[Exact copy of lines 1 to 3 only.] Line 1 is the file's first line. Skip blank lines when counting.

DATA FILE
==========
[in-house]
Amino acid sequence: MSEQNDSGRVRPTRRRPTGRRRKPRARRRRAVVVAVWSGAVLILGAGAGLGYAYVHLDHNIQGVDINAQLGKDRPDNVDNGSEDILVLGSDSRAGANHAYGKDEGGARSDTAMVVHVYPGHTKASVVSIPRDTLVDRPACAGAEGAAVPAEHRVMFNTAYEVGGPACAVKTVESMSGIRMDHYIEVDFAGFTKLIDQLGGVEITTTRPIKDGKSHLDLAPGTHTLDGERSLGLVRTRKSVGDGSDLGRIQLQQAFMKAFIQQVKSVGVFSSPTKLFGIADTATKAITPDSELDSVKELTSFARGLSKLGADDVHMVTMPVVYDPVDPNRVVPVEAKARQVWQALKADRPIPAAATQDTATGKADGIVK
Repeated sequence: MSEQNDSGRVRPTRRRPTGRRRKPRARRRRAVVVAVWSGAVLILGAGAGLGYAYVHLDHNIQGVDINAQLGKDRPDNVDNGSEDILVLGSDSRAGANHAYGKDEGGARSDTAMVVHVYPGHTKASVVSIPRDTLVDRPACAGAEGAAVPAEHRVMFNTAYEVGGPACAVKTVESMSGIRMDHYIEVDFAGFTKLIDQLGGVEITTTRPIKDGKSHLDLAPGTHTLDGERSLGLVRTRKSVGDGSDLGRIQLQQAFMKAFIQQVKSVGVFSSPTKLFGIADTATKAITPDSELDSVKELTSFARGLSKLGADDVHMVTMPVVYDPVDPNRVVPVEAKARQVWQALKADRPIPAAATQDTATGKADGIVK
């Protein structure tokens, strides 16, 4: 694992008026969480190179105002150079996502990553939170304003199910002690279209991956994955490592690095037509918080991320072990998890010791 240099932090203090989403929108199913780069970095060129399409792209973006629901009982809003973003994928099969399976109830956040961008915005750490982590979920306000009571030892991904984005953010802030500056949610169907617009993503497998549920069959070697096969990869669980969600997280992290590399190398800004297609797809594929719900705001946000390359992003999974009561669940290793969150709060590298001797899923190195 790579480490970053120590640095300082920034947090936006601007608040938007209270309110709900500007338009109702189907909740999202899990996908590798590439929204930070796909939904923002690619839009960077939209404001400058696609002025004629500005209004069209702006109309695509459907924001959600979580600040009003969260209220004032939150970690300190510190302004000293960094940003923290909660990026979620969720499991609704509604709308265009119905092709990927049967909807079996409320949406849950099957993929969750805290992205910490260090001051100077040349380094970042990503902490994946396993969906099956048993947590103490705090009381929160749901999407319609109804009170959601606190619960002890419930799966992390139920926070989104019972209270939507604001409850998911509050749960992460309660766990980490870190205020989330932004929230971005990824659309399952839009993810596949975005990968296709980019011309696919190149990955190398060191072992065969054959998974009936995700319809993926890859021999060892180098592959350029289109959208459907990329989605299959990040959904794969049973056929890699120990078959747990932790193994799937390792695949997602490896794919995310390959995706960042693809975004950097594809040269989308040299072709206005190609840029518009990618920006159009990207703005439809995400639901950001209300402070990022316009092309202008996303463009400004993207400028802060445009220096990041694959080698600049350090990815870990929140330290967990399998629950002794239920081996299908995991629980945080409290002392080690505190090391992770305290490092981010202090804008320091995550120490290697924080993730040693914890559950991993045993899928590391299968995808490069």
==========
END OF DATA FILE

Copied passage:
[in-house]
Amino acid sequence: MSEQNDSGRVRPTRRRPTGRRRKPRARRRRAVVVAVWSGAVLILGAGAGLGYAYVHLDHNIQGVDINAQLGKDRPDNVDNGSEDILVLGSDSRAGANHAYGKDEGGARSDTAMVVHVYPGHTKASVVSIPRDTLVDRPACAGAEGAAVPAEHRVMFNTAYEVGGPACAVKTVESMSGIRMDHYIEVDFAGFTKLIDQLGGVEITTTRPIKDGKSHLDLAPGTHTLDGERSLGLVRTRKSVGDGSDLGRIQLQQAFMKAFIQQVKSVGVFSSPTKLFGIADTATKAITPDSELDSVKELTSFARGLSKLGADDVHMVTMPVVYDPVDPNRVVPVEAKARQVWQALKADRPIPAAATQDTATGKADGIVK
Repeated sequence: MSEQNDSGRVRPTRRRPTGRRRKPRARRRRAVVVAVWSGAVLILGAGAGLGYAYVHLDHNIQGVDINAQLGKDRPDNVDNGSEDILVLGSDSRAGANHAYGKDEGGARSDTAMVVHVYPGHTKASVVSIPRDTLVDRPACAGAEGAAVPAEHRVMFNTAYEVGGPACAVKTVESMSGIRMDHYIEVDFAGFTKLIDQLGGVEITTTRPIKDGKSHLDLAPGTHTLDGERSLGLVRTRKSVGDGSDLGRIQLQQAFMKAFIQQVKSVGVFSSPTKLFGIADTATKAITPDSELDSVKELTSFARGLSKLGADDVHMVTMPVVYDPVDPNRVVPVEAKARQVWQALKADRPIPAAATQDTATGKADGIVK